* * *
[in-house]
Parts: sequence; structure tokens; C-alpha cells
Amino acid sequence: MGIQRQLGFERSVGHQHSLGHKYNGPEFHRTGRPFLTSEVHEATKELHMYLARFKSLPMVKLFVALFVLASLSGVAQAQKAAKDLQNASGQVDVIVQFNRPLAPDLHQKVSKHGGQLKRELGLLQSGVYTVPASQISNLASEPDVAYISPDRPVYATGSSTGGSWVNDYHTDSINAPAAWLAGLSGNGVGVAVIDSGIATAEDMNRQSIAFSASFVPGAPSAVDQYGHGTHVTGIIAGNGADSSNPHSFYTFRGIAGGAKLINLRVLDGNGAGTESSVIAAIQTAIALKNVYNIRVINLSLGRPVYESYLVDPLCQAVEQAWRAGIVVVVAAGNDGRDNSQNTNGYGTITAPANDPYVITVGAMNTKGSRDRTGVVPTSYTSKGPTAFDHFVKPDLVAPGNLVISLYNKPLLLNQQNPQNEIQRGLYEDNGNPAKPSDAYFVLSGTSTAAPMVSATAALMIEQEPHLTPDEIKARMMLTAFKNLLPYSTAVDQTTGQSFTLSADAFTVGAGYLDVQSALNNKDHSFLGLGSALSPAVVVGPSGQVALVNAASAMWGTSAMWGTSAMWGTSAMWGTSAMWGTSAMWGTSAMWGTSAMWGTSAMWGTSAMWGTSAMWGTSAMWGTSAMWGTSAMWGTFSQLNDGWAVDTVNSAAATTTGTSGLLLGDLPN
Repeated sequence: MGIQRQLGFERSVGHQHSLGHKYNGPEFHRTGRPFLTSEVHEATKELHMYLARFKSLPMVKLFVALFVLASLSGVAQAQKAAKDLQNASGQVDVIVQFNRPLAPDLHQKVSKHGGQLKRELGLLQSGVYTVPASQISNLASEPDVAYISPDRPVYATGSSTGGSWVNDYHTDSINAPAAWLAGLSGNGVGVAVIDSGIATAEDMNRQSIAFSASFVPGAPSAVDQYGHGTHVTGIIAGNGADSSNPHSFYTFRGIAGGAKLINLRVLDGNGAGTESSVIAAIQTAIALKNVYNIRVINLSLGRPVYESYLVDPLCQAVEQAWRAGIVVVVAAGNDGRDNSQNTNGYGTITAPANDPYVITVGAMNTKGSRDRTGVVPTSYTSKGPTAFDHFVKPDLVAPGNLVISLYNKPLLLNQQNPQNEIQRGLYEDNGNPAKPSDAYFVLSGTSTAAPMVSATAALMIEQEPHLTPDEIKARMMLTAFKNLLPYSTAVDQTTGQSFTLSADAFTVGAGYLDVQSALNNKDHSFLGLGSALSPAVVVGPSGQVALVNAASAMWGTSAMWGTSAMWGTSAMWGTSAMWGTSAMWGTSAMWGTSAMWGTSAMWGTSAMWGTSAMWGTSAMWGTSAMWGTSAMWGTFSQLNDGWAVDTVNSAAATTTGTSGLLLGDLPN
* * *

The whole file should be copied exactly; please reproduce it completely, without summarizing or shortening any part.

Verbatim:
[in-house]
Parts: sequence; structure tokens; C-alpha cells
Amino acid sequence: MGIQRQLGFERSVGHQHSLGHKYNGPEFHRTGRPFLTSEVHEATKELHMYLARFKSLPMVKLFVALFVLASLSGVAQAQKAAKDLQNASGQVDVIVQFNRPLAPDLHQKVSKHGGQLKRELGLLQSGVYTVPASQISNLASEPDVAYISPDRPVYATGSSTGGSWVNDYHTDSINAPAAWLAGLSGNGVGVAVIDSGIATAEDMNRQSIAFSASFVPGAPSAVDQYGHGTHVTGIIAGNGADSSNPHSFYTFRGIAGGAKLINLRVLDGNGAGTESSVIAAIQTAIALKNVYNIRVINLSLGRPVYESYLVDPLCQAVEQAWRAGIVVVVAAGNDGRDNSQNTNGYGTITAPANDPYVITVGAMNTKGSRDRTGVVPTSYTSKGPTAFDHFVKPDLVAPGNLVISLYNKPLLLNQQNPQNEIQRGLYEDNGNPAKPSDAYFVLSGTSTAAPMVSATAALMIEQEPHLTPDEIKARMMLTAFKNLLPYSTAVDQTTGQSFTLSADAFTVGAGYLDVQSALNNKDHSFLGLGSALSPAVVVGPSGQVALVNAASAMWGTSAMWGTSAMWGTSAMWGTSAMWGTSAMWGTSAMWGTSAMWGTSAMWGTSAMWGTSAMWGTSAMWGTSAMWGTSAMWGTFSQLNDGWAVDTVNSAAATTTGTSGLLLGDLPN
Repeated sequence: MGIQRQLGFERSVGHQHSLGHKYNGPEFHRTGRPFLTSEVHEATKELHMYLARFKSLPMVKLFVALFVLASLSGVAQAQKAAKDLQNASGQVDVIVQFNRPLAPDLHQKVSKHGGQLKRELGLLQSGVYTVPASQISNLASEPDVAYISPDRPVYATGSSTGGSWVNDYHTDSINAPAAWLAGLSGNGVGVAVIDSGIATAEDMNRQSIAFSASFVPGAPSAVDQYGHGTHVTGIIAGNGADSSNPHSFYTFRGIAGGAKLINLRVLDGNGAGTESSVIAAIQTAIALKNVYNIRVINLSLGRPVYESYLVDPLCQAVEQAWRAGIVVVVAAGNDGRDNSQNTNGYGTITAPANDPYVITVGAMNTKGSRDRTGVVPTSYTSKGPTAFDHFVKPDLVAPGNLVISLYNKPLLLNQQNPQNEIQRGLYEDNGNPAKPSDAYFVLSGTSTAAPMVSATAALMIEQEPHLTPDEIKARMMLTAFKNLLPYSTAVDQTTGQSFTLSADAFTVGAGYLDVQSALNNKDHSFLGLGSALSPAVVVGPSGQVALVNAASAMWGTSAMWGTSAMWGTSAMWGTSAMWGTSAMWGTSAMWGTSAMWGTSAMWGTSAMWGTSAMWGTSAMWGTSAMWGTSAMWGTFSQLNDGWAVDTVNSAAATTTGTSGLLLGDLPN